Goodness, time flies. Maternity leave is over and work beckons.
For some, the return to work can't come soon enough and there is a sense of relief.
For others it's a time of sadness at the the end of this stage. Or anxiety about changing career or deciding to put paid work on hold.
For those who go back to work, however, there is a fresh set of new processes to be mastered, including navigating childcare drop offs, figuring out who is the 'responsible adult' should your child need to be picked up early from childcare, working out routes to work and how early everyone needs to go to bed and get up in the morning...
I'm not making light of these parts - they are very important, and need to be attended to - however there are already lots of other articles discussing these issues. However, what I'm interested in here is the emotional impact of going back to work.
How can you navigate that?
Firstly, one of the most prevalent emotions that mothers returning to work describe is GUILT.
Guilt at leaving their baby with someone else. Guilt that they might want to return to work, rather than spending all their time with their child. Guilt at not being able to pay as much attention to the job as they used to do.
Another common emotion is SADNESS.
Sadness that you will miss some of what your baby will be learning and experiencing. Sadness that the time with your child is changing and moving on. Sadness that you might never experience that part of motherhood again.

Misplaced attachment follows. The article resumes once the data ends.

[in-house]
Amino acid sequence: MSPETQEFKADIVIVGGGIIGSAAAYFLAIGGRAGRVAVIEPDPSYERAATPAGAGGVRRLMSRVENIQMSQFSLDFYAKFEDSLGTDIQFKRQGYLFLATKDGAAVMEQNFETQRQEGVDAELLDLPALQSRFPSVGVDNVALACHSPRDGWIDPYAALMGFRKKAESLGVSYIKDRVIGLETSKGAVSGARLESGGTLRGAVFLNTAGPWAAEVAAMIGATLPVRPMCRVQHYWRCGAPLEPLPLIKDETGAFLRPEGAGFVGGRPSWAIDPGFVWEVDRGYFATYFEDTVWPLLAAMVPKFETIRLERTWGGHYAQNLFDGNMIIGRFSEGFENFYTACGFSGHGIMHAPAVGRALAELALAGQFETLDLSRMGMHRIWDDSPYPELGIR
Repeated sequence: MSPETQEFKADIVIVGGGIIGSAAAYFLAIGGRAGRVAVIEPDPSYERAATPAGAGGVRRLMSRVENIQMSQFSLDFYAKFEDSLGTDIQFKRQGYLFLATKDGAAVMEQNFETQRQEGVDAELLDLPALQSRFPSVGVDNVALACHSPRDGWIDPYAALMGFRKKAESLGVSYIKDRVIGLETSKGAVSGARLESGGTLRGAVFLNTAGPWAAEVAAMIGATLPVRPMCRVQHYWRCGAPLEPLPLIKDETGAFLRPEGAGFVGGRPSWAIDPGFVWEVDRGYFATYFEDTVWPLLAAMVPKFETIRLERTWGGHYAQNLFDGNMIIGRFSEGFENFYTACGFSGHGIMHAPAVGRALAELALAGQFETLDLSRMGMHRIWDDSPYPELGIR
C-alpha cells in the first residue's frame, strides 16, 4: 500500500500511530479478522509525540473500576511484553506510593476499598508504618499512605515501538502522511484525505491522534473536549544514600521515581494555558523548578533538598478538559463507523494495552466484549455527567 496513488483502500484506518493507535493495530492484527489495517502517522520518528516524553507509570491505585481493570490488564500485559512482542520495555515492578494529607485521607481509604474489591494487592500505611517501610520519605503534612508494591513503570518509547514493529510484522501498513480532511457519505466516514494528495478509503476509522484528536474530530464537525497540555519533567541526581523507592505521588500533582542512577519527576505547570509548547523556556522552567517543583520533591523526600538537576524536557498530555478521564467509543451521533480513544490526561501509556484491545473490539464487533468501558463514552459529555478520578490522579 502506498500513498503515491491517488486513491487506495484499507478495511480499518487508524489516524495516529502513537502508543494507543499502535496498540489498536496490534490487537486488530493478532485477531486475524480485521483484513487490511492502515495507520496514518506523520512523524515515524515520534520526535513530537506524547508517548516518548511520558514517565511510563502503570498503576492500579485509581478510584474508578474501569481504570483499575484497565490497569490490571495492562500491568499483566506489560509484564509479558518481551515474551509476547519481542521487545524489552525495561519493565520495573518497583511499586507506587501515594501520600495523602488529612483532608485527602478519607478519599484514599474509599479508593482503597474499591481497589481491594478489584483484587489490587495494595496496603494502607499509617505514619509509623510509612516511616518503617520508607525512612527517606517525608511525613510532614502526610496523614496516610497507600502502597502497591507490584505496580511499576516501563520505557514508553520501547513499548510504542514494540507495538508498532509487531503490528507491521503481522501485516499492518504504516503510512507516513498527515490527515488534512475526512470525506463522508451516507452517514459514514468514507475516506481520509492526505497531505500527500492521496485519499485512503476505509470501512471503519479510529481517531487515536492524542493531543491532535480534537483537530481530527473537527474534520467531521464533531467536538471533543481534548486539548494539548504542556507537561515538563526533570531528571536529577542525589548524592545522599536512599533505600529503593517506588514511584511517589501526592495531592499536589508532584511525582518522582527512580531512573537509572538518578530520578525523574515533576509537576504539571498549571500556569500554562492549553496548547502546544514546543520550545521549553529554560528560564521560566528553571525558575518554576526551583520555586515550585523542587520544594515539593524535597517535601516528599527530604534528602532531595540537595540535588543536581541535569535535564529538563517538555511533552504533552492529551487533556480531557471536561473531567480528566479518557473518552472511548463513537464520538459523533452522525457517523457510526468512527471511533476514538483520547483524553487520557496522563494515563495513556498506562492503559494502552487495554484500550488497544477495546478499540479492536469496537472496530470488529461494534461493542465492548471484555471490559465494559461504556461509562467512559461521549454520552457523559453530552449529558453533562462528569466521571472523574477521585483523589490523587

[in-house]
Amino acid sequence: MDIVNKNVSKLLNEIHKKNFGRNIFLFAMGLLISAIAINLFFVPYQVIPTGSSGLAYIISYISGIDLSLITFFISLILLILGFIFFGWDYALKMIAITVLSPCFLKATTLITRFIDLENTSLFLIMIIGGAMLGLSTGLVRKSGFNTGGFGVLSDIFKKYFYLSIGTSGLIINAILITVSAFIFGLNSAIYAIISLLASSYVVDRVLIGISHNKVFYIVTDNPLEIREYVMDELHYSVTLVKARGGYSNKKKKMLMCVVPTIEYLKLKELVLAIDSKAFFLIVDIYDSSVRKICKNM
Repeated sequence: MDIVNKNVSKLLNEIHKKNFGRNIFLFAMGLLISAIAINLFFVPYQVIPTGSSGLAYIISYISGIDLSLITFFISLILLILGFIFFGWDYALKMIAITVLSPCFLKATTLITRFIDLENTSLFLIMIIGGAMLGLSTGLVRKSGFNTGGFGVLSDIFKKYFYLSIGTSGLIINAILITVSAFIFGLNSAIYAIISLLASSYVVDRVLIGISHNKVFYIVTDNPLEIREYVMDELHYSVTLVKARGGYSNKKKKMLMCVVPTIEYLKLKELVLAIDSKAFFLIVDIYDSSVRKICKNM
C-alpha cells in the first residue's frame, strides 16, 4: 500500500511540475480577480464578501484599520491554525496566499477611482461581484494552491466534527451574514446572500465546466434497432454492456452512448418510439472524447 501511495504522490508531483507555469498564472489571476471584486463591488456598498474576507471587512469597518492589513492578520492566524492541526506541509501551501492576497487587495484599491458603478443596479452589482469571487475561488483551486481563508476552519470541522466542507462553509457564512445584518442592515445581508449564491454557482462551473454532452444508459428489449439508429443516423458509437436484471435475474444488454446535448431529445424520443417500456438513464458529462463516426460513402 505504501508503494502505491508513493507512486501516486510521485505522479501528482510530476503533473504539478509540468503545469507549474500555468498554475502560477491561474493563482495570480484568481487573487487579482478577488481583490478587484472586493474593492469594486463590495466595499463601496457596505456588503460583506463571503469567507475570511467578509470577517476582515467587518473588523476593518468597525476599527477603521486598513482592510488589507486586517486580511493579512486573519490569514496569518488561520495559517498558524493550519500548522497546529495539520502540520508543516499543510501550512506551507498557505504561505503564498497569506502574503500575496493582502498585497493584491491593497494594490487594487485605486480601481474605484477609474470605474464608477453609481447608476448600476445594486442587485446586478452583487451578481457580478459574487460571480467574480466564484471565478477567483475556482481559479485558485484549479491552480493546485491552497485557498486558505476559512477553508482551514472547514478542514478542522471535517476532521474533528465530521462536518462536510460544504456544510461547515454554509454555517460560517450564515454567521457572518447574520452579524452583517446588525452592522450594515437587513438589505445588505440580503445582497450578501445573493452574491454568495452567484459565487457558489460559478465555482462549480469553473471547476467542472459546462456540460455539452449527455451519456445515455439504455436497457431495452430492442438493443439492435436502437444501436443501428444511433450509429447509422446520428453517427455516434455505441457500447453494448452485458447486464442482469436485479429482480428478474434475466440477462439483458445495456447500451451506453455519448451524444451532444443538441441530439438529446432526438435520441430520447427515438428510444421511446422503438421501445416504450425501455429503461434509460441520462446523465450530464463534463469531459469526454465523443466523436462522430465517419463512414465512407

Other common emotions are EXCITEMENT, RELIEF, ANXIETY, OVERWHELM.
There is no definitive list, but all these emotions are normal.
It's really easy to judge yourself or expect that you should feel a certain way and so be surprised if you don't. For example, many women tell me in hushed tones of how relieved they are to return to work and be able to have a conversation without being interrupted, but they would never dare tell their friends as they think that they shouldn't be so keen to have time for their baby.
So I wanted to point out a few truths to help you if you could do with a different perspective:
1. Returning to work is NOT just returning to work. It is taking on another job - practically, emotionally and cognitively...
Many mothers don't realise how much time they used to spend thinking about work when they weren't actually at work.
When you're in the shower now, rather than thinking about what you need to prepare for that big meeting tomorrow, you'll be mentally checking off that you've got everything ready for your child to go to nursery.
When your child goes to bed in the evening, rather than relaxing and letting your brain wander over the events of your work day, you might be doing the chores that you can't get done when your baby is awake. You have less time to process your work, and that has an impact.
For many people, this can be upsetting, as they feel as though they're doing neither job as well as they would like. However, if you recognise that you are not only doing two jobs, but also sharing this crucial THINKING SPACE that helps you do your job, then it might help you start looking at what you do more compassionately...